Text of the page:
The power of the sea is legendary. When someone asks, “What can withstand the power of the sea?” the expected answer is, “Nothing.”
But the real answer is: fiberglass composite.
Glass fiber reinforced polymer (GFRP) is often used in architectural applications because of the ability to mold it into exotic shapes with very light weight. Those are made by laminating of glass-fiber fabric or mats. Pultruded GFRP is the more industrial cousin in the FRP family. While the laminates usually get the headlines (like the façade of the new expansion of the San Francisco Museum of Modern Art), pultruded GFRP has been quietly expanding its uses in more structural applications for decades.
One of the places pultruded fiberglass has made itself at home is in the seawall business. Composites resist the corrosive and chemically degrading condition of water, including salt water, very well. Marine applications are generally considered the ultimate aggressive environment for most construction materials. Sea-water corrodes steel, which affects both steel construction and steel-reinforced concrete. Since concrete is somewhat porous, and often acquires cracks (or at least micro-cracks) due to drying shrinkage, earth movement, or freeze/thaw activity, sea water penetrates the concrete and corrodes the steel rebar inside. The corrosion products occupy a larger volume than the original steel, so the concrete gets cracked more, and corrosion increases. When new, those materials may be strong enough to withstand the pounding of the sea, but in the end, the water makes them weak.
Composite sheet piles are offered by a number of US companies, including Lee Composites, Everlast Synthetics, Crane Materials International (CMI), and Gulf Synthetic Products. The piles are pultruded in a crenellated profile that gives them high vertical stiffness, stiff enough to be driven into the soil. It also give them good resistance to in-plane loads, such as crashing waves.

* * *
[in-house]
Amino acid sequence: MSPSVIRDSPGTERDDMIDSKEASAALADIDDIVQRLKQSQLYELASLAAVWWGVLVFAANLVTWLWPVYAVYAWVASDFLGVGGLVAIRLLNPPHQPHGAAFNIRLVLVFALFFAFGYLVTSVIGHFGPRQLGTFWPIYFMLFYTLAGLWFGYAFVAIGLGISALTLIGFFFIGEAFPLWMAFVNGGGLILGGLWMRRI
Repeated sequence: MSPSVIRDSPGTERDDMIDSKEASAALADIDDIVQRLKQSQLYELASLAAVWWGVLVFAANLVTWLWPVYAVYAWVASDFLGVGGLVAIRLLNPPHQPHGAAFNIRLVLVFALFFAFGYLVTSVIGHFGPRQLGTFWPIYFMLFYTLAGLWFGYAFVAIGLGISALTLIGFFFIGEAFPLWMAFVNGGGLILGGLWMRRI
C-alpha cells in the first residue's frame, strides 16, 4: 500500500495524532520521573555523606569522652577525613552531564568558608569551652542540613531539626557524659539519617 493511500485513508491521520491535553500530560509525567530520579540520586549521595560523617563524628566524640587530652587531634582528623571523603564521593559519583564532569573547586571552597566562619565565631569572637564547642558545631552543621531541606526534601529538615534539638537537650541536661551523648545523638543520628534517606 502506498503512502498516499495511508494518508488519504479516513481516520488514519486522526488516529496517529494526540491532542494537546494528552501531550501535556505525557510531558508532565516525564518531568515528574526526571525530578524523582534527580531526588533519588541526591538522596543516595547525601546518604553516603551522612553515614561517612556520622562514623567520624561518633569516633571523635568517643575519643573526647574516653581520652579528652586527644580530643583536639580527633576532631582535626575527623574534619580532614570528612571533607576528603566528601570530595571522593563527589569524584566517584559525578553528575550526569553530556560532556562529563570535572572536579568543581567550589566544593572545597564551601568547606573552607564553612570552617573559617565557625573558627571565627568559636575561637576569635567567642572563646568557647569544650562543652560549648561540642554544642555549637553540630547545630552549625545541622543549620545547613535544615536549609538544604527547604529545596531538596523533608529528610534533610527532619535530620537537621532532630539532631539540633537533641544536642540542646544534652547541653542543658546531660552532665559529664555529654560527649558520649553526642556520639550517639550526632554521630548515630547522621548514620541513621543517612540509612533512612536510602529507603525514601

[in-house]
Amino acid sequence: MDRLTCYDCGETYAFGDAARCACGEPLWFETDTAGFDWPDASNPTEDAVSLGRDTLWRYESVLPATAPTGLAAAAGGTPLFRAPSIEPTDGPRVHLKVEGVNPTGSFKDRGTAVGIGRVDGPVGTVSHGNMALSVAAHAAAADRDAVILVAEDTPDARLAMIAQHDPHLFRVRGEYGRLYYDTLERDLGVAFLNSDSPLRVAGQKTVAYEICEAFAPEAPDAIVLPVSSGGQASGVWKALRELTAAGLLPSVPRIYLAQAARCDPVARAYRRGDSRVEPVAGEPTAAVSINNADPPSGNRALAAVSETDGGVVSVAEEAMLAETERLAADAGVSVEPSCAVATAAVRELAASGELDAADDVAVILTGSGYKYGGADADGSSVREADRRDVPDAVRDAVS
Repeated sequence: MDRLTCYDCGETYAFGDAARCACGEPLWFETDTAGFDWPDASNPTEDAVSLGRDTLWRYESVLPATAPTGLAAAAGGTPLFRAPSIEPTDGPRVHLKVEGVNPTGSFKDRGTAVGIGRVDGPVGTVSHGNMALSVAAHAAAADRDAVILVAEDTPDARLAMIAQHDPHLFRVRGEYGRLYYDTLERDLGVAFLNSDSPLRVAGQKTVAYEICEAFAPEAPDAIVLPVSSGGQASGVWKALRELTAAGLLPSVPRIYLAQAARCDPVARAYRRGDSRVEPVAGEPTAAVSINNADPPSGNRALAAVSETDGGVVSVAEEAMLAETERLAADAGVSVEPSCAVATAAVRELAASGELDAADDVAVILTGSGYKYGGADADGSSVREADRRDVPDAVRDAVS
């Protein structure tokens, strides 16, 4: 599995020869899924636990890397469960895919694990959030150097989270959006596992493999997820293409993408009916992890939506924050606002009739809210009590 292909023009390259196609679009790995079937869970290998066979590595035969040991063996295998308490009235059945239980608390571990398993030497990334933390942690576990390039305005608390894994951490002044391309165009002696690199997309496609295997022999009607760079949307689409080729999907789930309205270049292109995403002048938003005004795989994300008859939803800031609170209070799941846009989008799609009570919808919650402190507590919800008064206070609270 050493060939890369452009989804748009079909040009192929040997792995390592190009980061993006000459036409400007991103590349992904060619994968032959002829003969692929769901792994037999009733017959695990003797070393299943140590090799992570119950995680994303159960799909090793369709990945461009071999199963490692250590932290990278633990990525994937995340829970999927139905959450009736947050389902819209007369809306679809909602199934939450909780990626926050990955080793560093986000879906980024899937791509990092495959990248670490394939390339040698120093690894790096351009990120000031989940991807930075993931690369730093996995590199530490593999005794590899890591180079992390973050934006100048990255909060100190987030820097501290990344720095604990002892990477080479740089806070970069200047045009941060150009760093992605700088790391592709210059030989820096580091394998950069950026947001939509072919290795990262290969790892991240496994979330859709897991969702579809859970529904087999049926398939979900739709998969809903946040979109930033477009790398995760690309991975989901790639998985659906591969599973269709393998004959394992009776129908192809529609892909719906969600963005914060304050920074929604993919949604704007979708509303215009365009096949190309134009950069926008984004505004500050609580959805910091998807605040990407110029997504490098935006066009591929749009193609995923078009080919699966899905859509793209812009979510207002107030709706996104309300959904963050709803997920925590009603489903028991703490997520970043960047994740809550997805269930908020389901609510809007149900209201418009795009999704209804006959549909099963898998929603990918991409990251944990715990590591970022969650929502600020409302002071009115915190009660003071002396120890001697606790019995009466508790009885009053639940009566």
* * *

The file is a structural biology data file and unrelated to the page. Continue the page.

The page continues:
makes pultruded composite seawalls, bulkheads, sheet piles, and retaining walls that do not corrode. Sea-water does not weaken their chemistry, so they maintain their strength over decades of exposure. For FRP, the sea is not really an aggressive environment at all.
These materials have been in service in many locations for a considerable period of time, and have established a track record for durability. Lee Composites’ seawall system, for example, has been on the market for over 20 years. Their first installation, on Galveston Island, TX, was installed in 1993. It withstood Hurricane Ike in 2008 (a category four hurricane). It is still in service and continues to pass its yearly inspections.
This kind of extremely demanding structural application points out that FRP can combine architectural versatility with high structural value. Unlike many conventional finish materials that rely on a separate structural element for support, FRP can combine the two functions into one, it can be both designed and engineered.
Or, to put it another way, if it can stand up to the ocean, imagine how it will perform on the side of your building.